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Biotic and Abiotic Factors Limiting Efficacy of Bt Corn in Indirectly Reducing Mycotoxin Levels in Commercial Fields

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Incidence of insect damage, and association of insect damage with mycotoxigenic corn ear molds and mycotoxins was examined in commercial fields of Bt and non-Bt hybrids of different backgrounds in Illinois in 1998 and 1999. Nearly 50% Helicoverpa zea (Boddie) infestation sometimes occurred in Bt hybrids that express high levels of the protein in silks and kernels. Damage by European corn borer, Ostrinia nubilalis H├╝bner, was uncommon, even in non-Bt ears. Levels of total fumonisins were generally less (15- to 1.8-fold) in Bt versus non-Bt hybrids at the same site, with some significant differences. There were several instances where there were no significant differences in fumonisin levels between low/no Bt kernel hybrids and Bt hybrids that produced high levels of the protein in the kernel and silk tissue. However, significant correlations were often noted between numbers of insect-damaged kernels and total fumonisin levels, especially in 1998, suggesting in these cases that reducing insect damage was still reducing fumonisin levels. There was variability between the correlation coefficient for numbers of insect damaged kernels and fumonisin levels at different sites for the same year, different hybrids at the same site, and the same hybrid for different years. Although reductions in fumonisins in Bt hybrids were more limited than reported in the past, planting the Bt hybrids still appears to be a useful method for indirectly reducing mycotoxins in corn ears.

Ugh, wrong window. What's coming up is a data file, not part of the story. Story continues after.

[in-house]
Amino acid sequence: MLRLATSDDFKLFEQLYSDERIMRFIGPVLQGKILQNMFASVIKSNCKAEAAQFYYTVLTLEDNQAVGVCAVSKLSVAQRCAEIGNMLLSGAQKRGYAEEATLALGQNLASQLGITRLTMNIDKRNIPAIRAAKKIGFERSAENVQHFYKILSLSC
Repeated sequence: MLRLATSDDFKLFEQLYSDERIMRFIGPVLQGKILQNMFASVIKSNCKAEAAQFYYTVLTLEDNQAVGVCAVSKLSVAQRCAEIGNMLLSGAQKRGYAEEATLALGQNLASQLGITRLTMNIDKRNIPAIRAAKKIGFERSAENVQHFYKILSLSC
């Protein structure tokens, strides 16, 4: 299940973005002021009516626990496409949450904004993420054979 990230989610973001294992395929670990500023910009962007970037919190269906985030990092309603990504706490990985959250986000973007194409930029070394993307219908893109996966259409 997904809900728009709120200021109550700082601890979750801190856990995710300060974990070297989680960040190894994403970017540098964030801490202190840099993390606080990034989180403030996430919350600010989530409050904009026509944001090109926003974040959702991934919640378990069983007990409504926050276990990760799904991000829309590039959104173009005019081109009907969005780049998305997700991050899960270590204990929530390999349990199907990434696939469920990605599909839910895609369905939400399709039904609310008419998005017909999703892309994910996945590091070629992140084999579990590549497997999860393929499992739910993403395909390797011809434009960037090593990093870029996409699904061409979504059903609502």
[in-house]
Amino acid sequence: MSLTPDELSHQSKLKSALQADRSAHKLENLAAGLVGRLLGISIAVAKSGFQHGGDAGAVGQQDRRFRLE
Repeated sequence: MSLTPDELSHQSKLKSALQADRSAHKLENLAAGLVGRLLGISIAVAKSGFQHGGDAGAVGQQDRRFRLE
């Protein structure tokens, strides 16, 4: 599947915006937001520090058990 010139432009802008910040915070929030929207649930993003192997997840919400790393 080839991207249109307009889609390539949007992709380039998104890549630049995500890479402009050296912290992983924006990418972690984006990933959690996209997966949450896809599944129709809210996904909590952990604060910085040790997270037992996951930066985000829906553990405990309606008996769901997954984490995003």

Keywords: Bacillus thuringiensis; Fusarium; Helicoverpa; Ostrinia; fumonisin

Document Type: Research Article

DOI: http://dx.doi.org/10.1603/0022-0493-94.5.1067

Publication date: October 1, 2001

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  • Journal of Economic Entomology is published bimonthly in February, April, June, August, October, and December. The journal publishes articles on the economic significance of insects and is divided into the following sections: apiculture & social insects; arthropods in relation to plant disease; forum; insecticide resistance and resistance management; ecotoxicology; biological and microbial control; ecology and behavior; sampling and biostatistics; household and structural insects; medical entomology; molecular entomology; veterinary entomology; forest entomology; horticultural entomology; field and forage crops, and small grains; stored-product; commodity treatment and quarantine entomology; and plant resistance. In addition to research papers, Journal of Economic Entomology publishes Letters to the Editor, interpretive articles in a Forum section, Short Communications, Rapid Communications, and Book Reviews.
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